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Part I. Objects
People-Oriented API Design
Guideline 4. See objects as bundles of behavior, not bundles of data
by Bill Venners

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A Service-Oriented Mindset

Data-oriented methods, such as the accessor methods that appear in the data-oriented Matrix, are not inherently bad. In many situations they are appropriate. One common use of accessor methods is to access data inside objects used to transmit information. I discuss such data-oriented objects, called messengers, in Guideline 7.

Accessor methods are also commonly used to manipulate an object's properties. I think of properties as a special kind of data used to configure otherwise service-oriented objects. Properties are used heavily in JavaBeans, Java's component model, but also appear in non-JavaBean objects. I discuss configurable objects in Guideline ?.

A third use of accessor methods is to give client programmers access to an object's internal state, so they can do something with that state they can't via the object's methods. For example, no method of the service-oriented Matrix calculates and returns the transpose, the new matrix that results from interchanging an existing matrix's rows and columns. Nevertheless, client programmers that need a transpose can get the elements of the service-oriented Matrix via its get method and calculate the transpose themselves. I discuss this use of accessor methods in Guideline ?: Make common things easy, rare things possible.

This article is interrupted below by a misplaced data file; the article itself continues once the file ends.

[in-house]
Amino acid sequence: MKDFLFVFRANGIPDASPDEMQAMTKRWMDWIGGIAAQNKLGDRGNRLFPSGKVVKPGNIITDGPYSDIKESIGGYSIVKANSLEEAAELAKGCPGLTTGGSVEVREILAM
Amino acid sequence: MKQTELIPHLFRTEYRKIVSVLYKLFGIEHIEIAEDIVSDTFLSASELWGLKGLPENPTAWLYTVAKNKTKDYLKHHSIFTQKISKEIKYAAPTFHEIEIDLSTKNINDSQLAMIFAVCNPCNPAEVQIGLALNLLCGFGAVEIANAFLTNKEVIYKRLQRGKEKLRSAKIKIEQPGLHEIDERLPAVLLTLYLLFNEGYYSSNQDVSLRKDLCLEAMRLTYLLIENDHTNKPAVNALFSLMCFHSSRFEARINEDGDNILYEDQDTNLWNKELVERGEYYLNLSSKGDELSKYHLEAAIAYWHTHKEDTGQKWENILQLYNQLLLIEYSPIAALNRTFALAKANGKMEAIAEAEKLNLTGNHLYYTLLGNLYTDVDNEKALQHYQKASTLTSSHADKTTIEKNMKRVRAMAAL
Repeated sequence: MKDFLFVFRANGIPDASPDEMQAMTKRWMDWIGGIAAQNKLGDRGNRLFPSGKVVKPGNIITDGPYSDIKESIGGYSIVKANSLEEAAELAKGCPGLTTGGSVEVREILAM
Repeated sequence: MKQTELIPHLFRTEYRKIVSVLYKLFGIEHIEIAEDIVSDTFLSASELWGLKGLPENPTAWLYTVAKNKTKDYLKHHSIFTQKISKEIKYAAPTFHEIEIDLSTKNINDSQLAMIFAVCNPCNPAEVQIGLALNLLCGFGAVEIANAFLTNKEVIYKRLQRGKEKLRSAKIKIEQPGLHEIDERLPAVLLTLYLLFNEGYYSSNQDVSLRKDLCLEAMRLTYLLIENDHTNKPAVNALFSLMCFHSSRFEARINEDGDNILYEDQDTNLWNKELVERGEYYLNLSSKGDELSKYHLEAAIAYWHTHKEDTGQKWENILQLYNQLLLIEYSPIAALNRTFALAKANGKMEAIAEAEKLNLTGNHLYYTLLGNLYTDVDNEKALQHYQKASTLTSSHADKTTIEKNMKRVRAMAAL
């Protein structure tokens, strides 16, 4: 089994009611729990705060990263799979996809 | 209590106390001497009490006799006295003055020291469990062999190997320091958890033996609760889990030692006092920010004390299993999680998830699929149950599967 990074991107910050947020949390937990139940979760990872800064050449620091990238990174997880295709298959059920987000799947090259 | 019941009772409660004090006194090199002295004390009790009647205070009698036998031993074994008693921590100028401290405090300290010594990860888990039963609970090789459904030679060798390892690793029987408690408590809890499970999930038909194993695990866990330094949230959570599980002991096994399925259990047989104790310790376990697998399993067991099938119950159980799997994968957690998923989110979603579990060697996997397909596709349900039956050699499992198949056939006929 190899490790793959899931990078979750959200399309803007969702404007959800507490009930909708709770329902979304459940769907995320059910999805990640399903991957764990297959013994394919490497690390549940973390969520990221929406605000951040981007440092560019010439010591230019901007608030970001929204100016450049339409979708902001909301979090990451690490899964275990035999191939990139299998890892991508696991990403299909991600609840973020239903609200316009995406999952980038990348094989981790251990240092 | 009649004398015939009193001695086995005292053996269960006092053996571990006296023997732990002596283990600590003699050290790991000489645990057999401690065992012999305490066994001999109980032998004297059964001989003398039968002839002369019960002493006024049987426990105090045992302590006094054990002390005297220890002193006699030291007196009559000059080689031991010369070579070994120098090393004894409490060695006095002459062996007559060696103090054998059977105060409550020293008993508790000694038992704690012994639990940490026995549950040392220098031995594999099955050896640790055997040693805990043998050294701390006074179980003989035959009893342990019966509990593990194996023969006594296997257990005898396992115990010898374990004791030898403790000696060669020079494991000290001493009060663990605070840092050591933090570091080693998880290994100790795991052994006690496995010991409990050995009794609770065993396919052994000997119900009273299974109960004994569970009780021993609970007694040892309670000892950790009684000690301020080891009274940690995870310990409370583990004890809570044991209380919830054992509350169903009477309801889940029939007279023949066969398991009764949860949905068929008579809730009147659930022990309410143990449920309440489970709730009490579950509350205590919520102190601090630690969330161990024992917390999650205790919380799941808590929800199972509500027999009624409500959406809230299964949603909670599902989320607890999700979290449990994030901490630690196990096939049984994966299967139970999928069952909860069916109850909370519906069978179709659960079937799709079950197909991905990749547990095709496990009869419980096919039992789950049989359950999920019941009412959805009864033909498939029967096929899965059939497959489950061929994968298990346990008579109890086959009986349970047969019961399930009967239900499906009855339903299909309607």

Although many reasonable uses of data-oriented methods exist, you should maintain a service-oriented mindset when designing object methods. In general, you should design methods that do something interesting with the object's data --something more than just providing clients access to the data. In the process, you'll move code that knows how to manipulate data to the object that contains the data. Moving code to data offers you one of the prime benefits of object-oriented programming: a shot at robustness.

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